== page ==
What is the why that drives your life?
You might be thinking, as many of us do: I’m doing fine, I don’t need a why. I’ve gotten this far without one. It’s just a fad. It’s just something people like you talk about to get me to buy into your mumbo jumbo.
I get it. There are tens of thousands of different leaders, all of them trying to get you to do something else. It’s impossible to do everything everyone recommends for us to do.
But, this one is important. Like we said in the podcast, it’s one of the most viewed TED Talks of all time. As of this writing, it has 57million views. Simon’s Mic stops working halfway through, the production quality is horrible and yet it still remains popular. (Check it out here.)
I’ll be honest, we don’t have to have this thing detailed out like a set of blueprints for the Golden Gate Bridge. In fact, it should have some flex to it. But if we can have the basics figured out, it can help us in a lot of ways.
Reason #1: How Can You Know If You’re Winning?
If we allow ourselves to default to the whys that drive most of culture, we’re likely to end up with a lot of possessions that accumulate dust in the garage. No, there’s nothing wrong with working on restoring old trucks and having gear for the hobbies you enjoy. Those are good things.
But, much of the culture thinks that that is the point. Getting the “fun” stuff is the point of life. Being able to live how you want, do what you want, buy what you want, and go where you want – that’s what makes you happy. That’s what will bring you true fulfillment.
It doesn’t. It never has.
We can’t let our capitalistic society tell us what is important in life. We need to decide for ourselves what is driving us. And we need to do it intentionally and thoughtfully.
If we don’t have a target on the wall, how will we know if we ever hit it? You can fill your garage with toys and still feel empty. You can spend your life traveling to every exotic location you can think of and still be disappointed. If we don’t set the mark, it will be set for us. And we’ll go through life always feeling like a failure but not even knowing what mark we’re measuring ourselves against.
Reason #2: There Are Others With You On This Journey
If you’re a husband, father, or grandfather; an uncle, neighbor, or close friend, I hate to break it to you, but you’re not just responsible for yourself. There are others around you who depend on you, who count on you to sharpen them.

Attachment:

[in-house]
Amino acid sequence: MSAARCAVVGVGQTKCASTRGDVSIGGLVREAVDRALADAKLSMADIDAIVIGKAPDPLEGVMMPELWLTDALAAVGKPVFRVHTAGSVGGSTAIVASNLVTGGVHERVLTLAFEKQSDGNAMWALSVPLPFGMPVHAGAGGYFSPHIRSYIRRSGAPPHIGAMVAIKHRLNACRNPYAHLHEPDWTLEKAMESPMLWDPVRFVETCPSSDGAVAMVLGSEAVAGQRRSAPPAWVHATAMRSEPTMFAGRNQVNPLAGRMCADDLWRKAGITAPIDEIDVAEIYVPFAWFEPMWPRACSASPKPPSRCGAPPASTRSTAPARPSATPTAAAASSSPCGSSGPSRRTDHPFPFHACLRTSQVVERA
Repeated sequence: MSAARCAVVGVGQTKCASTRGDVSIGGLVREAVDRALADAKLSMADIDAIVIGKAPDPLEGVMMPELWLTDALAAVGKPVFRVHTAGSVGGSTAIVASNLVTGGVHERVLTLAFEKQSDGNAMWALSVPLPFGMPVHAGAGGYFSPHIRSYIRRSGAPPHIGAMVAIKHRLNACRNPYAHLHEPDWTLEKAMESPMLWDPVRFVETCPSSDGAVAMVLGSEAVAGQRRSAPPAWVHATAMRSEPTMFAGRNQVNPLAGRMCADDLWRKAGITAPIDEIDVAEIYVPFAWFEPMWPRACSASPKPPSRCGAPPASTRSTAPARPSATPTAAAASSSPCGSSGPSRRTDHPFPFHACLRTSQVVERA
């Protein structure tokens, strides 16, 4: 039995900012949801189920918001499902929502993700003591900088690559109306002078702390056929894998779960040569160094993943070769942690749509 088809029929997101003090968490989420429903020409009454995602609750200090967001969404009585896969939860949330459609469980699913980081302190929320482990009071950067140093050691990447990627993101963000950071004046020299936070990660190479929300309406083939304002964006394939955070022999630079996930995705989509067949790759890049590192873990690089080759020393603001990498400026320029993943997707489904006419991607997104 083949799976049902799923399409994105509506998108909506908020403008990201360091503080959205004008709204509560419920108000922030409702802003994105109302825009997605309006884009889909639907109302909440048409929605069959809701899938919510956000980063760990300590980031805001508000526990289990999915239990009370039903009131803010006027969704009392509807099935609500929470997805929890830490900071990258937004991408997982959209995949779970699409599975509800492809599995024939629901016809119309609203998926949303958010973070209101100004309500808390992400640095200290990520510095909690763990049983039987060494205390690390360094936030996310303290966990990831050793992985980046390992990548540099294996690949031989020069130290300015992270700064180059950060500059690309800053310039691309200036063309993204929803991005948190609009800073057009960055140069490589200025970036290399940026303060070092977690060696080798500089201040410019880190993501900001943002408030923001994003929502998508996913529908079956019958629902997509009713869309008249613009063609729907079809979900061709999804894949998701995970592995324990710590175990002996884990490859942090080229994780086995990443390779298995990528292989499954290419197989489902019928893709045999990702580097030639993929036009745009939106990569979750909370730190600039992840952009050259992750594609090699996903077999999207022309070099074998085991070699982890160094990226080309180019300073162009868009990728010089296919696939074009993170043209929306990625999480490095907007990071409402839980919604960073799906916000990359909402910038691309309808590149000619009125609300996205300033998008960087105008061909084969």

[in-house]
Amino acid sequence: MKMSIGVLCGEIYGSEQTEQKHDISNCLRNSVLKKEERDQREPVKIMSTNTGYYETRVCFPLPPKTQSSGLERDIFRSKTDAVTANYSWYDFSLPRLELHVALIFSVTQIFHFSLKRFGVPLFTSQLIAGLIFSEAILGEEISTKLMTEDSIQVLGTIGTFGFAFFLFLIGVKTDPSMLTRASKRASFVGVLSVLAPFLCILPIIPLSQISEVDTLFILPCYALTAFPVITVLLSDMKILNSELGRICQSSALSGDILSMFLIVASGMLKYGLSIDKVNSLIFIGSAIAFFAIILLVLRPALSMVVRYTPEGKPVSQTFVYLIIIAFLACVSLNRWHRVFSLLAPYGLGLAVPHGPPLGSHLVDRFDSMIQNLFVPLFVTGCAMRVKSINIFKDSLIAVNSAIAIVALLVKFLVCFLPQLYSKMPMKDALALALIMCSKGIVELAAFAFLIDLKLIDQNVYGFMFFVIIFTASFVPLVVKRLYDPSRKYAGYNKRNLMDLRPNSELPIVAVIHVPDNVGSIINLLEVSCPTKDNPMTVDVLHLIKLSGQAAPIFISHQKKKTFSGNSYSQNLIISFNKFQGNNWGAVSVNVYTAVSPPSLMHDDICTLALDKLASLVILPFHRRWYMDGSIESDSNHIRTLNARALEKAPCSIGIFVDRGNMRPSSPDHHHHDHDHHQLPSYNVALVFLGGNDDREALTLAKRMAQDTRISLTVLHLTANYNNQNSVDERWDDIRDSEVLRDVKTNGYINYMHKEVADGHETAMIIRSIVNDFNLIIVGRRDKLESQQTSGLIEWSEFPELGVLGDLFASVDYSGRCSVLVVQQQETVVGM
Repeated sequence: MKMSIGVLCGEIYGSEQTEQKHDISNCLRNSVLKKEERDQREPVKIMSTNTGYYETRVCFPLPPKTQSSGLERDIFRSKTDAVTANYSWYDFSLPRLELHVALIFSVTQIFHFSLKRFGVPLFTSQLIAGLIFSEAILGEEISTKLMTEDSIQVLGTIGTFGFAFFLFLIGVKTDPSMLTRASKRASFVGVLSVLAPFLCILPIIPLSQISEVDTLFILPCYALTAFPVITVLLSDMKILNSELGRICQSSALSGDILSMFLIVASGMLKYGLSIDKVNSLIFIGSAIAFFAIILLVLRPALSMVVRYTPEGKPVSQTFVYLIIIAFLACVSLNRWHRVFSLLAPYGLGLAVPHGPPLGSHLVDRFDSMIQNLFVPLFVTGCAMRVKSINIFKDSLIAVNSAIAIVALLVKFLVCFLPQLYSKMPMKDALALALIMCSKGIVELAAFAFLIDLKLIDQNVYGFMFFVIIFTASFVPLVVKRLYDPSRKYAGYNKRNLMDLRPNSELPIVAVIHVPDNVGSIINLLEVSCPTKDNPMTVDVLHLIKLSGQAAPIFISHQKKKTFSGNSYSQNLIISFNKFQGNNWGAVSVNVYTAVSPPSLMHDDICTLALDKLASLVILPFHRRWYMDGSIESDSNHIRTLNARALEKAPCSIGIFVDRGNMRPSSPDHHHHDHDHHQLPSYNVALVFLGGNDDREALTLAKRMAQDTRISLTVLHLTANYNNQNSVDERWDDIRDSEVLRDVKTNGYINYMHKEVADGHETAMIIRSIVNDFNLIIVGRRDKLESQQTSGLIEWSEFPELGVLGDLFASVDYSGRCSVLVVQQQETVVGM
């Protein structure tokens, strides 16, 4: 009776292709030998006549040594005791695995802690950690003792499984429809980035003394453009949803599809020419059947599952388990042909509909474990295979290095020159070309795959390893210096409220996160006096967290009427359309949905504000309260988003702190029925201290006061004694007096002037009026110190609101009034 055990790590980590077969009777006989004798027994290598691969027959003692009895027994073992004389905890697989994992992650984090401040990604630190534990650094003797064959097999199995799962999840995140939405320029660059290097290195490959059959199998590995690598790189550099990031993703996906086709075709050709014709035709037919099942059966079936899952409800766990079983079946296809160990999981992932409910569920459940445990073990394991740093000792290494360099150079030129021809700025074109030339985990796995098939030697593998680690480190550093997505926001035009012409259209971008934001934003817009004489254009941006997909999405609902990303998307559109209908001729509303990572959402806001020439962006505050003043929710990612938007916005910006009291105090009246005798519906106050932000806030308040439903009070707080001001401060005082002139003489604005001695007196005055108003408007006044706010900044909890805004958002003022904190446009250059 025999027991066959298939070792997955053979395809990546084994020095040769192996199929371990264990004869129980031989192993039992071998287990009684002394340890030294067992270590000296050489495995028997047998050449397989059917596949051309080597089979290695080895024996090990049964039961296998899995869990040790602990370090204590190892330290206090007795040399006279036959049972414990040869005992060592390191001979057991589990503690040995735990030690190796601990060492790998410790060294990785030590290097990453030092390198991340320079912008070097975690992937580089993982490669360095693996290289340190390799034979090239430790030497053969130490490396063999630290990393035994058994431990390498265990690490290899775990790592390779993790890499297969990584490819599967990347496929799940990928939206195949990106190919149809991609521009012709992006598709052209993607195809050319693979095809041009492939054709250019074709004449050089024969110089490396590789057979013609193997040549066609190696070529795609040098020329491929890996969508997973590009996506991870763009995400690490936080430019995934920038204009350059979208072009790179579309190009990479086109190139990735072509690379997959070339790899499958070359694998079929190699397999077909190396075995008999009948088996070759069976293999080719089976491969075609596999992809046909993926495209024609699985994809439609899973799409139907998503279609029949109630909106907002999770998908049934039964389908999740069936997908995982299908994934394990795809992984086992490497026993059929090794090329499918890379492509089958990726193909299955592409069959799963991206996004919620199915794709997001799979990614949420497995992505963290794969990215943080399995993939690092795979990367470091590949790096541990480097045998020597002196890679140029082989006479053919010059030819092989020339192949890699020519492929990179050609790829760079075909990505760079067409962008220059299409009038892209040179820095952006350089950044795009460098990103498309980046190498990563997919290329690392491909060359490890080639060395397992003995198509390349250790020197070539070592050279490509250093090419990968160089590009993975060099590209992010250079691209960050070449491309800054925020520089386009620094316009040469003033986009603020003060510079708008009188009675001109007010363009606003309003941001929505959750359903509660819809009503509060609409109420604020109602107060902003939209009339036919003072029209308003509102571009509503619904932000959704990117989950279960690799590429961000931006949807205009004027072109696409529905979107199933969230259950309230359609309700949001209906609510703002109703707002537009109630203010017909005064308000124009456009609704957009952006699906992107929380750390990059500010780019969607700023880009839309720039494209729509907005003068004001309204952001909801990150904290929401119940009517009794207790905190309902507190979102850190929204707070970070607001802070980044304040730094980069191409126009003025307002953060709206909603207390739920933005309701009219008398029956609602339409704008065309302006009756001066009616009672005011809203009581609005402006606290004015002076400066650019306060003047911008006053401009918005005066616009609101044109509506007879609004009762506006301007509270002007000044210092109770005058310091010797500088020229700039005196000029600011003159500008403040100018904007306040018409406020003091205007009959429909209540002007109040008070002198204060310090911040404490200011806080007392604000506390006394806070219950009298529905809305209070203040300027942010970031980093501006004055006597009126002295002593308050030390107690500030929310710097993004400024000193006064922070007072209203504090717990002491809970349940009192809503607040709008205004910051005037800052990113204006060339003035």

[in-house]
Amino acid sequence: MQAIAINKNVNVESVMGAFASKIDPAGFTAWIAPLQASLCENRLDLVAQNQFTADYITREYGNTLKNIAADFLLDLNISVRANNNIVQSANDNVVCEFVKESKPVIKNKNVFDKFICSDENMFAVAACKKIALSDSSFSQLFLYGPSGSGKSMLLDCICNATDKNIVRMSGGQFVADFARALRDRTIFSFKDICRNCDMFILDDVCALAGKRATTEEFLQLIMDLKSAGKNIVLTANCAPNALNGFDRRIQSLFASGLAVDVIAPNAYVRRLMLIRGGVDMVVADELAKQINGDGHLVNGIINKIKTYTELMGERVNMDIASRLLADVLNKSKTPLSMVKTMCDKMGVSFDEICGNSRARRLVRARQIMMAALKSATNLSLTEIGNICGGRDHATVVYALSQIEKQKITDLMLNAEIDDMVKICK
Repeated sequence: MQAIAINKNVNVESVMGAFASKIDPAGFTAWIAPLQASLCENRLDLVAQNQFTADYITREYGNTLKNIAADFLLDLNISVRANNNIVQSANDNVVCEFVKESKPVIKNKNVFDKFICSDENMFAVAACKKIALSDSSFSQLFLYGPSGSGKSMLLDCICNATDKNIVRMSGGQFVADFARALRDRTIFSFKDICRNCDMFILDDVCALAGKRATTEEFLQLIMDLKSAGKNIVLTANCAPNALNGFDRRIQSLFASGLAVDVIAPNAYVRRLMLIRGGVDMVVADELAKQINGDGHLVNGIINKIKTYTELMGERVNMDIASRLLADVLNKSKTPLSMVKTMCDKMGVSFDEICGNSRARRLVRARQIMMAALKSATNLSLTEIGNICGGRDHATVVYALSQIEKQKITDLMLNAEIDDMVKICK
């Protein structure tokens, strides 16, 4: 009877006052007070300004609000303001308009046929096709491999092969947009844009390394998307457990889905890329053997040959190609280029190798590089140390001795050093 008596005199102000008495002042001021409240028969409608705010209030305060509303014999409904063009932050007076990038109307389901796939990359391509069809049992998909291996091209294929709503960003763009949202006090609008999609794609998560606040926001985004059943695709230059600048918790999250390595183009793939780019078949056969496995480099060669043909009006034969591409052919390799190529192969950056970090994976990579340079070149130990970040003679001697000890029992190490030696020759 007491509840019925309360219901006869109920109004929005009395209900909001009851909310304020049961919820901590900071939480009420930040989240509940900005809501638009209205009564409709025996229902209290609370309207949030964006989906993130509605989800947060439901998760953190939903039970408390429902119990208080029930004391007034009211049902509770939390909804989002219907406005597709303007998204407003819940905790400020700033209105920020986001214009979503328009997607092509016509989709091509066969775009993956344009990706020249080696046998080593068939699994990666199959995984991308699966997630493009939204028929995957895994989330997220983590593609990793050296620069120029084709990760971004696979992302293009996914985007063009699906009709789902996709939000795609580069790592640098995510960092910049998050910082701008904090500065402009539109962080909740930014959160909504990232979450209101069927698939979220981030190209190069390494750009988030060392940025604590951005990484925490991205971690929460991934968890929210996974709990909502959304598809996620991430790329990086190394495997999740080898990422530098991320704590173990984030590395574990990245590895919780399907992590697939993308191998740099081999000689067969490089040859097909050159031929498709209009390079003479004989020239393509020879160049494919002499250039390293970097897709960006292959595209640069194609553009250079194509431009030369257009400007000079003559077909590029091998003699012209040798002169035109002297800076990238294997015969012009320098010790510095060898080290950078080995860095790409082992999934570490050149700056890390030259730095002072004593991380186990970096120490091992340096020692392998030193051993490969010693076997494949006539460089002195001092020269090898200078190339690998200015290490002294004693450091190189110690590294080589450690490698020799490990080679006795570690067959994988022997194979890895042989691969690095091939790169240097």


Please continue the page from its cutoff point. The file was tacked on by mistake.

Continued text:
We tend to think of it the other way. We think, “I need others around me to help me out.” And that’s true. But, we are also needed by others. We don’t just take from the people around us, we make deposits in their lives. Every time we’re around them we’re investing in them in some fashion. We’re either depositing things of worth or things that will lead them in the wrong direction.
For those who are Fathers and Husbands, those who have what the government calls dependents, then you’re not just in a symbiotic relationship, you are the host. Yes, your spouse is too. But, you play a large part in the development of your family. If you aren’t being intentional about life, then you’ll have collateral damage of directionless children too.
Reason #3: It Will Help You Have Fewer Regrets
My wife and I have a dream, borrowed from the TV show “Parenthood.” They often had family meals in the backyard of Zeke and Camille’s house. Lights hung over the table and they’d sit there as one big family – grandparents, kids, and grandkids – all sharing a meal each week. That’s a dream we have for our family one day. We hope to have our kids and grandkids over on a weekly basis (I can dream) for a meal.
That picture serves as a target and guard rail for my wife and me. It would be easy for me (and it has been) to get so invested in my work that I don’t spend enough time at home building those relationships. But, eventually, that picture will come back to my mind and I know that I need to make some adjustments.
If I allow that picture to guide me, if I let that be the why that’s driving me, I know that I have a good shot of getting there someday. No, I don’t expect it to be perfect. But, since that’s the target we’re aiming for, there’s a good chance we’ll hit it. And if we don’t, it won’t be because we didn’t try our darndest. We’ll honestly be able to say we did everything we could to get there.
If we didn’t have that why, we may get to our retirement years, and – having spent our lives chasing something else – we’ll all of a sudden realize that we missed out on years of investing in our kids’ lives and consequently we’ll miss out on them wanting to bring their kids around.
A why is very important. Do you know what yours is? Would you like some help in figuring out where to begin? Contact me!